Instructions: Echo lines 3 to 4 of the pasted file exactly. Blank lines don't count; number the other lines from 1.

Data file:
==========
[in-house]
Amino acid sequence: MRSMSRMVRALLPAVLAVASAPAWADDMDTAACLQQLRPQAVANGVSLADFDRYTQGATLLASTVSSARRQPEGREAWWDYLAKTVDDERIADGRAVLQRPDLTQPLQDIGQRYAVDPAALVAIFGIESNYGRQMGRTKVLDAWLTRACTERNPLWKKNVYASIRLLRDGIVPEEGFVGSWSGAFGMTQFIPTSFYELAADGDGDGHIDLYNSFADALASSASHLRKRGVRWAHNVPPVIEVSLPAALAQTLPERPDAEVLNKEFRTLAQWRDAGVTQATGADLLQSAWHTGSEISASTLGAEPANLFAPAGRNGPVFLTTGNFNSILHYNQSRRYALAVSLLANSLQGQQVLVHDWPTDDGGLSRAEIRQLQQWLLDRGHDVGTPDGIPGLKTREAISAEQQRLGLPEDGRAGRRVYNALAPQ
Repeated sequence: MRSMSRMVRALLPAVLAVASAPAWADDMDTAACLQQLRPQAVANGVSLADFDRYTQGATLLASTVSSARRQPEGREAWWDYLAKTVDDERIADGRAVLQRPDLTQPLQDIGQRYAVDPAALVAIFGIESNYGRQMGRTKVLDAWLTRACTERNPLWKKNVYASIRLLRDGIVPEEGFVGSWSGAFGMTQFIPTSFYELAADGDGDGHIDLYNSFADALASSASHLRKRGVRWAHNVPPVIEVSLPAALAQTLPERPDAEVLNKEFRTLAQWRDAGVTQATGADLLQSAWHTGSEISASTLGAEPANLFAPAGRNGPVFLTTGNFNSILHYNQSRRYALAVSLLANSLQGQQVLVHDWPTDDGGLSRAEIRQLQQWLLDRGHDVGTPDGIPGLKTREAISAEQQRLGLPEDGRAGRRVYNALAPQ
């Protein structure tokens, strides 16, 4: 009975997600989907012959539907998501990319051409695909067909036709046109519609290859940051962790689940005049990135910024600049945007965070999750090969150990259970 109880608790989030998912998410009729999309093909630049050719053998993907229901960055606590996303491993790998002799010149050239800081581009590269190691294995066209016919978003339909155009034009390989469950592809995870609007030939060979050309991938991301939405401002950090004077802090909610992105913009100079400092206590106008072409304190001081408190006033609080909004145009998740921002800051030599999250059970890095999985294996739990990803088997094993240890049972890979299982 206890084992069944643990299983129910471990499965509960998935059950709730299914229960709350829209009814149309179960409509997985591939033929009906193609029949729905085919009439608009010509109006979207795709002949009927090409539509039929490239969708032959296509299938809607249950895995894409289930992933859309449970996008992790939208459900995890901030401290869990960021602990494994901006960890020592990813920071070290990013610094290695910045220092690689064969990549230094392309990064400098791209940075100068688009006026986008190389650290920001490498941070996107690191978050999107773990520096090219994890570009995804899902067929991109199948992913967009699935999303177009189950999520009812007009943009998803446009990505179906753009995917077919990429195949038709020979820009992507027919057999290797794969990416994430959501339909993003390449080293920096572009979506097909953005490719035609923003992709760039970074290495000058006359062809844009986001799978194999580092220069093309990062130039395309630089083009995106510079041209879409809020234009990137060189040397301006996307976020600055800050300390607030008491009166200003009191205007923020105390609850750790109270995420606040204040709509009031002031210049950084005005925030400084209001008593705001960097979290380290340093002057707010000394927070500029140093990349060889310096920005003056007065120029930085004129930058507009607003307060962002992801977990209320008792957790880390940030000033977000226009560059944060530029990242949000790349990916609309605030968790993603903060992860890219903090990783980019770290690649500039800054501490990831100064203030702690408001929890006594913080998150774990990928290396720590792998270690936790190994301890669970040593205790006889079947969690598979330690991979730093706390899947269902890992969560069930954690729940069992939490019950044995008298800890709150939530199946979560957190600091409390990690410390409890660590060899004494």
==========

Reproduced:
Repeated sequence: MRSMSRMVRALLPAVLAVASAPAWADDMDTAACLQQLRPQAVANGVSLADFDRYTQGATLLASTVSSARRQPEGREAWWDYLAKTVDDERIADGRAVLQRPDLTQPLQDIGQRYAVDPAALVAIFGIESNYGRQMGRTKVLDAWLTRACTERNPLWKKNVYASIRLLRDGIVPEEGFVGSWSGAFGMTQFIPTSFYELAADGDGDGHIDLYNSFADALASSASHLRKRGVRWAHNVPPVIEVSLPAALAQTLPERPDAEVLNKEFRTLAQWRDAGVTQATGADLLQSAWHTGSEISASTLGAEPANLFAPAGRNGPVFLTTGNFNSILHYNQSRRYALAVSLLANSLQGQQVLVHDWPTDDGGLSRAEIRQLQQWLLDRGHDVGTPDGIPGLKTREAISAEQQRLGLPEDGRAGRRVYNALAPQ
């Protein structure tokens, strides 16, 4: 009975997600989907012959539907998501990319051409695909067909036709046109519609290859940051962790689940005049990135910024600049945007965070999750090969150990259970 109880608790989030998912998410009729999309093909630049050719053998993907229901960055606590996303491993790998002799010149050239800081581009590269190691294995066209016919978003339909155009034009390989469950592809995870609007030939060979050309991938991301939405401002950090004077802090909610992105913009100079400092206590106008072409304190001081408190006033609080909004145009998740921002800051030599999250059970890095999985294996739990990803088997094993240890049972890979299982 206890084992069944643990299983129910471990499965509960998935059950709730299914229960709350829209009814149309179960409509997985591939033929009906193609029949729905085919009439608009010509109006979207795709002949009927090409539509039929490239969708032959296509299938809607249950895995894409289930992933859309449970996008992790939208459900995890901030401290869990960021602990494994901006960890020592990813920071070290990013610094290695910045220092690689064969990549230094392309990064400098791209940075100068688009006026986008190389650290920001490498941070996107690191978050999107773990520096090219994890570009995804899902067929991109199948992913967009699935999303177009189950999520009812007009943009998803446009990505179906753009995917077919990429195949038709020979820009992507027919057999290797794969990416994430959501339909993003390449080293920096572009979506097909953005490719035609923003992709760039970074290495000058006359062809844009986001799978194999580092220069093309990062130039395309630089083009995106510079041209879409809020234009990137060189040397301006996307976020600055800050300390607030008491009166200003009191205007923020105390609850750790109270995420606040204040709509009031002031210049950084005005925030400084209001008593705001960097979290380290340093002057707010000394927070500029140093990349060889310096920005003056007065120029930085004129930058507009607003307060962002992801977990209320008792957790880390940030000033977000226009560059944060530029990242949000790349990916609309605030968790993603903060992860890219903090990783980019770290690649500039800054501490990831100064203030702690408001929890006594913080998150774990990928290396720590792998270690936790190994301890669970040593205790006889079947969690598979330690991979730093706390899947269902890992969560069930954690729940069992939490019950044995008298800890709150939530199946979560957190600091409390990690410390409890660590060899004494």